Tag Archives: space debris

It's getting crowded up there. A plot of space debris around the Earth. (NASA)

Scientists spot space debris in daylight, helping satellites ‘social distance’

It’s really getting crowded up there! The immediate area around Earth is cluttered with space debris, with recent estimates suggesting almost 4,000 man-made satellites in a near-Earth orbit, only one-third of which are currently operational. These non-operational units are subject to leakage, fragmentation and even explosions — further littering the immediate region around our planet. On top of this is a further population of near 20,000 known space debris objects. 

If humanity is going to continue to exploit the space immediately surrounding the Earth measures need to be taken to avoid this space debris. Collisions between this space junk and operating satellites aren’t just costly and damaging, they also create more debris. Now researchers at the University of Bern have made a breakthrough that just might help satellites avoid just collisions. 

The Bern team used the geodesic laser at Optical Ground Station and Geodynamics Observatory Zimmerwald to spot space debris in the daylight. (© Universität Bern / Université de Bern / University of Bern, AIUB)
The Bern team used the geodesic laser at Optical Ground Station and Geodynamics Observatory Zimmerwald to spot space debris in the daylight. (© Universität Bern / Université de Bern / University of Bern, AIUB)

The Bern team is the first in the world to successfully determine the distance from Earth to a piece of space junk in daylight. The researchers performed the feat on June 24th using a geodesic laser fired from Swiss Optical Ground Station and Geodynamics Observatory Zimmerwald. The achievement opens up the possibility of spotting space debris during the day, this means that possible collisions between satellites and space debris can be identified early and mitigation strategies such as evasive manoeuvres can be implemented earlier. 

Being Evasive

Spotting space debris during the day should help prevent events such as the collision that occurred between the operational communications satellite Iridium 33 and the obsolete Cosmos 2251 communications satellite in 2009. Occurring at an altitude of 800 km over Siberia the impact at 11.7 km/s created a cloud of over 2000 pieces of debris — each larger than 10 cm in diameter. Within a matter of months, this cloud of debris had spread across a wide area, and it has been a threat to operational satellites ever since.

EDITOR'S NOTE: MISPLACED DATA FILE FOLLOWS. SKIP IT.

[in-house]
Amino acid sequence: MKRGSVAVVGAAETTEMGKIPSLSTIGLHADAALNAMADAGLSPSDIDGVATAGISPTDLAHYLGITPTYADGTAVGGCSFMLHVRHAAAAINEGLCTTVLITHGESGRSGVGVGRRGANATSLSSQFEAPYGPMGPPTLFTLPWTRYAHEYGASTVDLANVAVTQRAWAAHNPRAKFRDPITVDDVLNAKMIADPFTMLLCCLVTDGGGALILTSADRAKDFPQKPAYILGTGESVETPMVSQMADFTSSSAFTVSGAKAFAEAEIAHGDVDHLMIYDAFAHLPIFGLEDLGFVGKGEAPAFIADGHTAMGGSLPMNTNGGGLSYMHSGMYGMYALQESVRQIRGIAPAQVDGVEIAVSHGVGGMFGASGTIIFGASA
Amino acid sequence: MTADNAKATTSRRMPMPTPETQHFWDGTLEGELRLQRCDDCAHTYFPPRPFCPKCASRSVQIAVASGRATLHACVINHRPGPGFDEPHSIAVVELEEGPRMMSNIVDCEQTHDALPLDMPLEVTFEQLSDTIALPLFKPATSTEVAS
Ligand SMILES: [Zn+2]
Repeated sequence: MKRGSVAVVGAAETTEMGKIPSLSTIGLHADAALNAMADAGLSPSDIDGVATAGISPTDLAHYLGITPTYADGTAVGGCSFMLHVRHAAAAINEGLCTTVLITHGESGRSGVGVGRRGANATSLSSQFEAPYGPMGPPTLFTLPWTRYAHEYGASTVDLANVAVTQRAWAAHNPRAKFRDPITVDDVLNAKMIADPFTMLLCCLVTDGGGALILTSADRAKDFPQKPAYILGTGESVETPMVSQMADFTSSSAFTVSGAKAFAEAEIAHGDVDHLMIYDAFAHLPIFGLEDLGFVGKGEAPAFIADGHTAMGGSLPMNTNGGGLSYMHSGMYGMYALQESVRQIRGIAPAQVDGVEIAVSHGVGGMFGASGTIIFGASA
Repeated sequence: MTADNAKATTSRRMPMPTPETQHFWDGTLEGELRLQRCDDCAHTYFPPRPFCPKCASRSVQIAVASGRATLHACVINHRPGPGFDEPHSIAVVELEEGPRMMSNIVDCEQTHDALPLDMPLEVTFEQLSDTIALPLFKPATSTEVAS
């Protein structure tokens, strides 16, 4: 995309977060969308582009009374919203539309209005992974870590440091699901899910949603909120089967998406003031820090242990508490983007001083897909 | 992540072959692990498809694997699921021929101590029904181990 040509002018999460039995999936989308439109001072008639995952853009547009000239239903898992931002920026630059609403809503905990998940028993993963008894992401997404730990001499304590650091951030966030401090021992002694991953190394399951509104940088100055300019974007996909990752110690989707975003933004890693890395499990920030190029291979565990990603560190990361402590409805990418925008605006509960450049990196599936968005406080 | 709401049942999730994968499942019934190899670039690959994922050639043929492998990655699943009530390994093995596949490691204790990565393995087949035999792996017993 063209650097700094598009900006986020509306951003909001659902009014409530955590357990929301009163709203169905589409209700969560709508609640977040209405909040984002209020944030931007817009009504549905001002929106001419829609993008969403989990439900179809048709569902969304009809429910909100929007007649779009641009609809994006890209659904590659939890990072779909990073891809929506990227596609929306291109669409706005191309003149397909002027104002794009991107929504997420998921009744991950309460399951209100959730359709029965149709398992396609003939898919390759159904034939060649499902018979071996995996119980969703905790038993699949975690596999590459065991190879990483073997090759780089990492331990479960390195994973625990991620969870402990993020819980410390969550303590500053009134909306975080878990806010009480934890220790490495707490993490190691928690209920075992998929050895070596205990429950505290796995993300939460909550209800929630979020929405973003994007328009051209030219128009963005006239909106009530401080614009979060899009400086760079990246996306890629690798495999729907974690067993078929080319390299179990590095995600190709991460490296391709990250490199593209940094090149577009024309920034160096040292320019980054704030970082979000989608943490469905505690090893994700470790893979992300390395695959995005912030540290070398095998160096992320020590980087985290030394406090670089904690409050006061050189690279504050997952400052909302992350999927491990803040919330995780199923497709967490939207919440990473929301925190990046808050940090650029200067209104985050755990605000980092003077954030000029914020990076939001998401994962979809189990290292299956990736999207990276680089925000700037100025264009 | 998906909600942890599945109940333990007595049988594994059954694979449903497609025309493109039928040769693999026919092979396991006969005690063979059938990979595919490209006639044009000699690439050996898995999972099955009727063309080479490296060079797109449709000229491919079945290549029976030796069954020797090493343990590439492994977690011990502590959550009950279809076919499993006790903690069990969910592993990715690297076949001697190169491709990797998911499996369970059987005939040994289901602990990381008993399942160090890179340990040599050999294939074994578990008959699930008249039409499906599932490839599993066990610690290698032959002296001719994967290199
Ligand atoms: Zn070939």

Simulations performed at Lawrence Livermore National Lab on the Testbed Environment for Space Situational Awareness (TESSA) show the collision between Iridium 33 and the Cosmos 2251 communications satellite and the space debris it created. (Lawrence Livermore National Lab)

But one positive did come out of the event, it made both scientists and politicians wake-up to the fact that the problem of space debris can no longer be ignored.

In fact, the risk of collision with space junk in certain orbits around the Earth is so great, that evasive manoeuvres are commonplace. The ESA alone receives thousands of collision warnings for each satellite in its fleet per year! This leads to satellites performing dozens of evasive acts each year. But, it’s vitally important to accurately assess when evasive action is actually needed as they can be costly and time-consuming to perform. 

“The problem of so-called space debris — disused artificial objects in space — took on a new dimension,” says Professor Thomas Schildknecht, head of the Zimmerwald Observatory and deputy director of the Astronomical Institute at the University of Bern. “Unfortunately, the orbits of these disused satellites, launcher upper stages or fragments of collisions and explosions are not known with sufficient accuracy.”

Thus, as well as reducing collision risk, daytime observations of space debris could mean that unnecessary evasive action is avoided. There could be another benefit to early debris detection too. 

Many researchers are currently investigating the possibility of missions to clear space debris. One such example is the work of Antônio Delson Conceição de Jesus and Gabriel Luiz F. Santos, both from the State University of Feira de Santana, Bahia, Brazil, recently published in the journal EPJ Special Topics. The pair modelled the complex rendezvous manoeuvres that would be required to bring a ‘tug vehicle’ into contact with space junk. Better positioning debris clusters could assist these efforts considerably.

Fun with Lasers

Currently, the position of space debris can only be estimated with a precision of around a few hundred metres, but the team from Bern believe that using the satellite laser ranging method they employed to make their daylight measurement, this margin of error can be slashed down to just a few meters, a massive improvement in accuracy.